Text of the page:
Category : Crime Fiction

Monday, July 24, 2006

NonFiction - Weather Makers: How Man Is Changing the Climate and What It Means for Life on Earth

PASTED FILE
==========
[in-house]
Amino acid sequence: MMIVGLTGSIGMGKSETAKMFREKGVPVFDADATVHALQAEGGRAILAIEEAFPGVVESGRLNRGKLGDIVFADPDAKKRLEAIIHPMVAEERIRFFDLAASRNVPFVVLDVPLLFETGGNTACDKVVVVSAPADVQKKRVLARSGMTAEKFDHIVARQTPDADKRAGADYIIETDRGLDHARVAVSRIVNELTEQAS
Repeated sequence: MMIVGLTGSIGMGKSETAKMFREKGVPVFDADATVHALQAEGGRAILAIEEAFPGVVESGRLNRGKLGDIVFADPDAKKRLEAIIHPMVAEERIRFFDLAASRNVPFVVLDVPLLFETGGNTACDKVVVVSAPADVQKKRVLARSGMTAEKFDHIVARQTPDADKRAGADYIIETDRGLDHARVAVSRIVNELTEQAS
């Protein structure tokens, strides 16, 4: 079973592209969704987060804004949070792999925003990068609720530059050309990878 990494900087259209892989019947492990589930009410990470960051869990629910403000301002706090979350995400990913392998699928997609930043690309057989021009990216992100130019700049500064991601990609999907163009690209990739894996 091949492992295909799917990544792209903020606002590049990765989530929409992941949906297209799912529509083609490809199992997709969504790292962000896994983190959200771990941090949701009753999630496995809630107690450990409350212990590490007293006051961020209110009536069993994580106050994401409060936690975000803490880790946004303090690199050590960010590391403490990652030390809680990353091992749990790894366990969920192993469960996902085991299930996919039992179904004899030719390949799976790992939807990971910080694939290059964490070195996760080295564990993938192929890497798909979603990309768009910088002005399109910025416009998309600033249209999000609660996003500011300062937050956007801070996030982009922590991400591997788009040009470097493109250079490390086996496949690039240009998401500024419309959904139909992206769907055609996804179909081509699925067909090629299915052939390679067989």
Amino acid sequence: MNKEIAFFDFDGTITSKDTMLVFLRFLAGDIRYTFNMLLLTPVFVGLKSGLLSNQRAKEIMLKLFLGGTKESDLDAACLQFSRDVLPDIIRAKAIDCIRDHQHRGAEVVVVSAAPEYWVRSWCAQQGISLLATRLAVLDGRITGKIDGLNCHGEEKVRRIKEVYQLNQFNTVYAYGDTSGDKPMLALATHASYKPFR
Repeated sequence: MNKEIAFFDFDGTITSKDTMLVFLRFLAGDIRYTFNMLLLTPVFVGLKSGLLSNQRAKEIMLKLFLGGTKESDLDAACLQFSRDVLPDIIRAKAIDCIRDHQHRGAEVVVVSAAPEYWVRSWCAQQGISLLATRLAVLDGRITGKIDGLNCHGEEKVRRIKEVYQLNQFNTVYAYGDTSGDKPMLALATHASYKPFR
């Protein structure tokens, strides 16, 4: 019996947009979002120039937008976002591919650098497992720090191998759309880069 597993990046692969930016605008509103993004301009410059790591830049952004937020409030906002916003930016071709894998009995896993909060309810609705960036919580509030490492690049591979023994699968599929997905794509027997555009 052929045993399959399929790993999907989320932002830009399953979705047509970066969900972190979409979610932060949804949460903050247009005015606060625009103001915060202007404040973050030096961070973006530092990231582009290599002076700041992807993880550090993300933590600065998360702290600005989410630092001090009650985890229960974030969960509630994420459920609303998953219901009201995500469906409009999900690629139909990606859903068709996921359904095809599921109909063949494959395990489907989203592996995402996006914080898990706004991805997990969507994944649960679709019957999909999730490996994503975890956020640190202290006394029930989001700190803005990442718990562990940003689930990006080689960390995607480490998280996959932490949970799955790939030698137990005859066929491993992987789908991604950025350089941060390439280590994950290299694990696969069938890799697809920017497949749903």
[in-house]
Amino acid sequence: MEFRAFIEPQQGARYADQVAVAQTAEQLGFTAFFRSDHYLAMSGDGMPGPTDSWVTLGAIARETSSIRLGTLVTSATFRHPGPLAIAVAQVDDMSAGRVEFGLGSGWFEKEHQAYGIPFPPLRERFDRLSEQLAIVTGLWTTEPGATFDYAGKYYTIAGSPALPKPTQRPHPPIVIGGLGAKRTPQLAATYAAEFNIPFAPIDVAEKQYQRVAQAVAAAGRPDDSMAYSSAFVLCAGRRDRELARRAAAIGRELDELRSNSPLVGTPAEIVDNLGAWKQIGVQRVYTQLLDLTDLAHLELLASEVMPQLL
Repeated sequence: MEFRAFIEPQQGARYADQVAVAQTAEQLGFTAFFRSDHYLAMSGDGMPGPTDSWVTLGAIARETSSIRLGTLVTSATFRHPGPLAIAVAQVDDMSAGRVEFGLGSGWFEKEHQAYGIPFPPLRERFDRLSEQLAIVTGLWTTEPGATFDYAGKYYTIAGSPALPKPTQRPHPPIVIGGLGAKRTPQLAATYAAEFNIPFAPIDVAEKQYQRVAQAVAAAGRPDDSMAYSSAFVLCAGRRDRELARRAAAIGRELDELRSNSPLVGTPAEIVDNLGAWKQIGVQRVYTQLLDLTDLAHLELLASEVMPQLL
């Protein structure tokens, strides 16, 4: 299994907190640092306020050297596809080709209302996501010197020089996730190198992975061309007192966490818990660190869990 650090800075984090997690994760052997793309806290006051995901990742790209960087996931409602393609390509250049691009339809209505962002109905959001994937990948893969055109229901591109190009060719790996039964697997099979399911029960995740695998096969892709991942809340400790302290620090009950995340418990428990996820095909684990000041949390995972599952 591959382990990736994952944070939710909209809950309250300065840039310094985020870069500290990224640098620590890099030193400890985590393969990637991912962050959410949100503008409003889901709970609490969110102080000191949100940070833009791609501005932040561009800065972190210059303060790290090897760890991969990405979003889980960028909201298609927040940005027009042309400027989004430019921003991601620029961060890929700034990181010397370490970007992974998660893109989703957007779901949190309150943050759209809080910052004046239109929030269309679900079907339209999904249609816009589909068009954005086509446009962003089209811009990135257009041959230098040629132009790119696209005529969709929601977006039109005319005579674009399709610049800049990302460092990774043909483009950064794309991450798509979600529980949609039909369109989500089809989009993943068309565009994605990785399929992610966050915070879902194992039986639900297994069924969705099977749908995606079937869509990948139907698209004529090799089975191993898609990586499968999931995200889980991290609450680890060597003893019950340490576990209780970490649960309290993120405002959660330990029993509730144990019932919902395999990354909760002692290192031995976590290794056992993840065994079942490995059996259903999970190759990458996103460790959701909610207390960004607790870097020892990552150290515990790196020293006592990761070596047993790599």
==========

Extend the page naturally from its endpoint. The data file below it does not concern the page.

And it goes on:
This particular book by Tim Flannery is one of many books about Climate Change. However, unlike many other books in this area Tim does an excellent job of engaging the reader to think critically about this topic while at the same time allowing the reader to form his/her own conclusions. In other words this book is not one full of blame, anger, and who did what. Instead Tim (a paleontologist by trade) takes the hard science and explains it in a way that the average reader can understand. He spends about the 3/4 of the book discussing the impact of human activity (both good and bad) and explains what substantial changes have occurred over a very short period of time. He does an excellent job of illustrating how our frame of reference regarding time must be reevaluated in order to understand the full impact of climate change. Most of the impact to climate has occurred since the 1850s with many of the negative affects already beginning to take form now and continuing during the next 100 years or so. That is a time frame of about 250 years, which seems long to us but within the context of earth's age is extremely fast. In the latter half of the book Tim presents compelling solutions that can be done by individual people and government's world wide that are realistic and attainable without very much sacrifice.